In Abanotubani, A Soup to Cure What Ails You - Culinary Backstreets | Culinary Backstreets
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We spent our first few years in Georgia in a whirlwind of overindulgence, hostages to the unforgiving hospitality of friends and acquaintances. Try as they might to convince us that their wine and chacha were so “clean” we would not get hangovers, there were plenty of mornings when the insides of our skulls felt like 60-grain sandpaper and our tongues like welcome mats for packs of wet street mongrels.

We would hobble out of bed and stumble to the fridge and, if lucky, find two of Georgia’s most recognized hangover remedies: Borjomi mineral water and matzoni, Georgian yogurt. While Borjomi has the reputation of healing everything from gastric ulcers to impotency and colds and matzoni does soothe the grit away, everyone who has been there knows the only real cure for hangover is tripe soup.

Georgia’s tripe soup is called khashi. It is the quintessential ancient peasant dish, made from kitchen scraps the nobility wouldn’t touch until they learned of the dish’s magical powers. Unlike the Mexicans, whose menudo is a New Year’s Day tradition known to “raise the dead,” and the Poles, whose flaczki combats eyes that bleed vodka, Georgians like to preemptively attack the hangover and eat their khashi before crashing, which typically means around daybreak, when drunkenness is at its sloppiest.

In the old days, before President George W. Bush visited Georgia in 2005, there was one joint in the old neighborhood of Alvabari renowned for its khashi. It was a dark 24-hour cafeteria-like dump that smelled of tripe stock and bus stop urinals. Although it was meant to be the last stop before bedtime, many adventures would end up starting there at the crack of dawn. When the city razed the property, we were left with one alternative: a reputable corporate-owned restaurant with the sagacity both to serve a respectable khashi and to be open 24/7.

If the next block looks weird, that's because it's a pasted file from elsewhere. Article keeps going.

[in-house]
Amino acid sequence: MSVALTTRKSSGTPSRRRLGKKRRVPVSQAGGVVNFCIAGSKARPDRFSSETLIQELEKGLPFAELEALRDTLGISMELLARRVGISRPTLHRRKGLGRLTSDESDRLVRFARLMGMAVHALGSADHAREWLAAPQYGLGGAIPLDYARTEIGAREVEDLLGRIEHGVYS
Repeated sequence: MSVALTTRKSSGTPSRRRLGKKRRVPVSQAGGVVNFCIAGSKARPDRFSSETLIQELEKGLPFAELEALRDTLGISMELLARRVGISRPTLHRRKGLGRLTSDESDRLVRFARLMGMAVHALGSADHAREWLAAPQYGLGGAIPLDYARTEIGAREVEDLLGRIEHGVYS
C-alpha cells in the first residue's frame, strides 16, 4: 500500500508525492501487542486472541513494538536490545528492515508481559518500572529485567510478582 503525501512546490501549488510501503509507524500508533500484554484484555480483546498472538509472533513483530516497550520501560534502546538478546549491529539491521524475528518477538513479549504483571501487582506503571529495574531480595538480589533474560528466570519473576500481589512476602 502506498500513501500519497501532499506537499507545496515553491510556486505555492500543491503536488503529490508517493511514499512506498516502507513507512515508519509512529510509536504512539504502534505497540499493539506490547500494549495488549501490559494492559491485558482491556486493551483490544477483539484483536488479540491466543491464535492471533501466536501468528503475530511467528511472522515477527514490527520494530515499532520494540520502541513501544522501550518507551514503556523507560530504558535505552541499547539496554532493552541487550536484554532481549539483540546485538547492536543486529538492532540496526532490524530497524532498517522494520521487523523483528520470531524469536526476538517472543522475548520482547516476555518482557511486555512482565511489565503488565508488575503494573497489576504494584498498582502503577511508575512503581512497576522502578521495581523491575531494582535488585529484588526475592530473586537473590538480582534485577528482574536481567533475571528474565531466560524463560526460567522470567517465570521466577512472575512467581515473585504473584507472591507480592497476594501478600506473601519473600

Maspindzelo, photo by Justyna Mielnikiewicz

Maspindzelo, which means “the host,” is located in Abanotubani, the ancient sulfur bath district. Prior to the corporate takeover, the joint was known as “Nikola” and was Tbilisi’s best-loved sakhinkle (khinkali house). Although the huge aquariums are gone, the owners retained the tender violinist Vaza Chubinidze and have maintained the neat layout and pleasant, yet smoky atmosphere. They also continue to dish up some of the best khinkali in town, while the rest of the menu of traditional fare will not let you down. But we’re here to help shake last night’s demons out of our systems; it’s the restorative effects of stomach lining and the gelatinous cow’s foot in a milky broth we are after.

It’s two o’clock in the afternoon, rather late for what is customarily a breakfast dish. The paradox is that nobody in this city stirs before noon, holiday season or not. The waiter places the large bowls in front of us with a smirk. He knows the score. You don’t eat khashi for its ambrosial qualities, which is why it’s important that the cook gets it right. The Georgian recipe is a simple marriage of tripe, calf’s foot and milk – some add carrot and onion or bread – but the tripe must be well-soaked and rinsed and on the stove for up to six hours in order to remove any off flavor or aroma. If you’re blue at the gills from too much boozing, a stinky pot of soup is the last thing you want to eat.

Maspindzelo, photo by Justyna Mielnikiewicz

While tripe soup is a universal hangover remedy, Georgians believe it is also good for digestive problems and ulcers, and doctors supposedly prescribe it to help mend broken bones. That may be well and true, however, we are not here on doctor’s orders. We came because Maspindzelo knows how to make khashi. We add pinches of salt, three heaping spoons of garlic and stir. Then we silently slurp the curative broth from our spoons.

This article was originally published on January 9, 2017.

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Justyna Mielnikiewicz

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